“I was playing cornerback and had it in my head that I wanted to be a hero and tackle a guy in the endzone. If I got a safety, I would have my name in the paper. Unfortunately, I didn’t read my keys right, and the Miami end (Ed Lutes) ran right past me and caught the ball. I was running as hard as I could down the sideline trying to catch him. Coach Howard was running down the sideline right beside me yelling that if I didn’t catch him I would walk back to Clemson!”

Fortunately for Rushton, he was able to chase Lutes down at the 19-yard line and avoid a walk back to Tigertown. That 79-yard play was the longest in Orange Bowl history at the time.

“That was a good lesson for me,” admitted Rushton. “I would have been much better off doing what was in the gameplan instead of being a hero. I saw years later that that play is no longer the longest in Orange Bowl history. I’m glad that play is out of the recordbooks.”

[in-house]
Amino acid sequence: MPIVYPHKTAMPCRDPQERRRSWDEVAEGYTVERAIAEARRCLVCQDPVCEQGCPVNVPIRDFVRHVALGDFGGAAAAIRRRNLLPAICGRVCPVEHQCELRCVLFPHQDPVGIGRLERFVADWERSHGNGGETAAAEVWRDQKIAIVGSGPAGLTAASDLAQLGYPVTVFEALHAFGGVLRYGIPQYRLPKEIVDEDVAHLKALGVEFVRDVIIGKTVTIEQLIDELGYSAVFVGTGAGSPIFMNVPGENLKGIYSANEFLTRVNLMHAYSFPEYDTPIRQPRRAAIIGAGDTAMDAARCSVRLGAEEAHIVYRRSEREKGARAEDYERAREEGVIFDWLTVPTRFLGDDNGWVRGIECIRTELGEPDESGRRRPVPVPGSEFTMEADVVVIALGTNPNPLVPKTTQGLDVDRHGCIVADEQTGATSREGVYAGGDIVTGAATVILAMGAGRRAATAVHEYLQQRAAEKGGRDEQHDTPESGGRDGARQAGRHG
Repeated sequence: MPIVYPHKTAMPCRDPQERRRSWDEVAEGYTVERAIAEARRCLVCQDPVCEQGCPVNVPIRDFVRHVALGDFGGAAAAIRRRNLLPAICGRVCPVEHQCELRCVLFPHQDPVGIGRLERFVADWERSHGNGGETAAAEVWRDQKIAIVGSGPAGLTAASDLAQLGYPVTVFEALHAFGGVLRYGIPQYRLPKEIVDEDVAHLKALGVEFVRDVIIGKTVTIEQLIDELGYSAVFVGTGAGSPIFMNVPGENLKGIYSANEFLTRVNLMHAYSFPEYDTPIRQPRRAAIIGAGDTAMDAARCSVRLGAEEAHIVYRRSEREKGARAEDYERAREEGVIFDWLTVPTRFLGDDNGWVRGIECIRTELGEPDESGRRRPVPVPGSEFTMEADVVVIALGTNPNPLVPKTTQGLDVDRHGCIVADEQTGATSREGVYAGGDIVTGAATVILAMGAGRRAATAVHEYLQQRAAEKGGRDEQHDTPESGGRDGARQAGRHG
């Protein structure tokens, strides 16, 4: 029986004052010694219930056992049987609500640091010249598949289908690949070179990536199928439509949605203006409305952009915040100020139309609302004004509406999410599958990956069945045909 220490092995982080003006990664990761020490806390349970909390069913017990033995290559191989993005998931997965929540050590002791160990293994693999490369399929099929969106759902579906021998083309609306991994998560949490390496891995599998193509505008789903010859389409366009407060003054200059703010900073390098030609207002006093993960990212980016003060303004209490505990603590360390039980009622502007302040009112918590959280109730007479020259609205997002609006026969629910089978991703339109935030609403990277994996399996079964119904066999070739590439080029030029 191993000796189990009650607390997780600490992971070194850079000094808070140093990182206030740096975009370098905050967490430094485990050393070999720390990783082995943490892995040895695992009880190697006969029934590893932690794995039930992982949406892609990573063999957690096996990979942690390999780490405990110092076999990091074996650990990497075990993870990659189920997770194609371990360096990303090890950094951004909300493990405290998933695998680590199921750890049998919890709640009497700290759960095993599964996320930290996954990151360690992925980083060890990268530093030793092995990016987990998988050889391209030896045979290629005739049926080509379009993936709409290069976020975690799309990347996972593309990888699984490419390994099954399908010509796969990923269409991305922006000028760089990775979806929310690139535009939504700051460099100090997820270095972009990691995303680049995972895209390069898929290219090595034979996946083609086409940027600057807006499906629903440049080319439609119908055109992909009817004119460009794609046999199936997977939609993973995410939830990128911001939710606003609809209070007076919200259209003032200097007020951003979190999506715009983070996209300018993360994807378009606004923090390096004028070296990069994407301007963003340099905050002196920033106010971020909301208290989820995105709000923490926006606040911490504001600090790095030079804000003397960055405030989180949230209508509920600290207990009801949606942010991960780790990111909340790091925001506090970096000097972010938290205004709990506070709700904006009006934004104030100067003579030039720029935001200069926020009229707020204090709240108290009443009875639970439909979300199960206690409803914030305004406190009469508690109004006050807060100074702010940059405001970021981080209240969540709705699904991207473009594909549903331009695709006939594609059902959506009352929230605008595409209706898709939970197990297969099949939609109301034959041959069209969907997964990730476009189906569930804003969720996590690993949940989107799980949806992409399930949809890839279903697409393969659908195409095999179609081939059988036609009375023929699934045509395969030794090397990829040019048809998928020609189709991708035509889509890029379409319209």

Following his playing days at Clemson, Rushton still wanted to be involved with the game he loved and was able to do so as an official. After officiating high school games for a few seasons, he moved up to the college ranks. In 1959, he joined the ACC and spent 32 years on the field. That 32-year stint is the longest tenure ever for any ACC football official.

During his time wearing stripes, Rushton worked 10 bowl games, including one in, you guessed it, the Orange Bowl. It was there Rushton had his most memorable bowl game as an official.

“In 1977, I had the chance to officiate the Orange Bowl in a game that featured Colorado and Ohio State,” stated Rushton. “Before the game, I asked one of the Colorado cheerleaders how they kept that big Buffalo (Ralphie) under control. They told me they had trained for a while and had never had a problem.”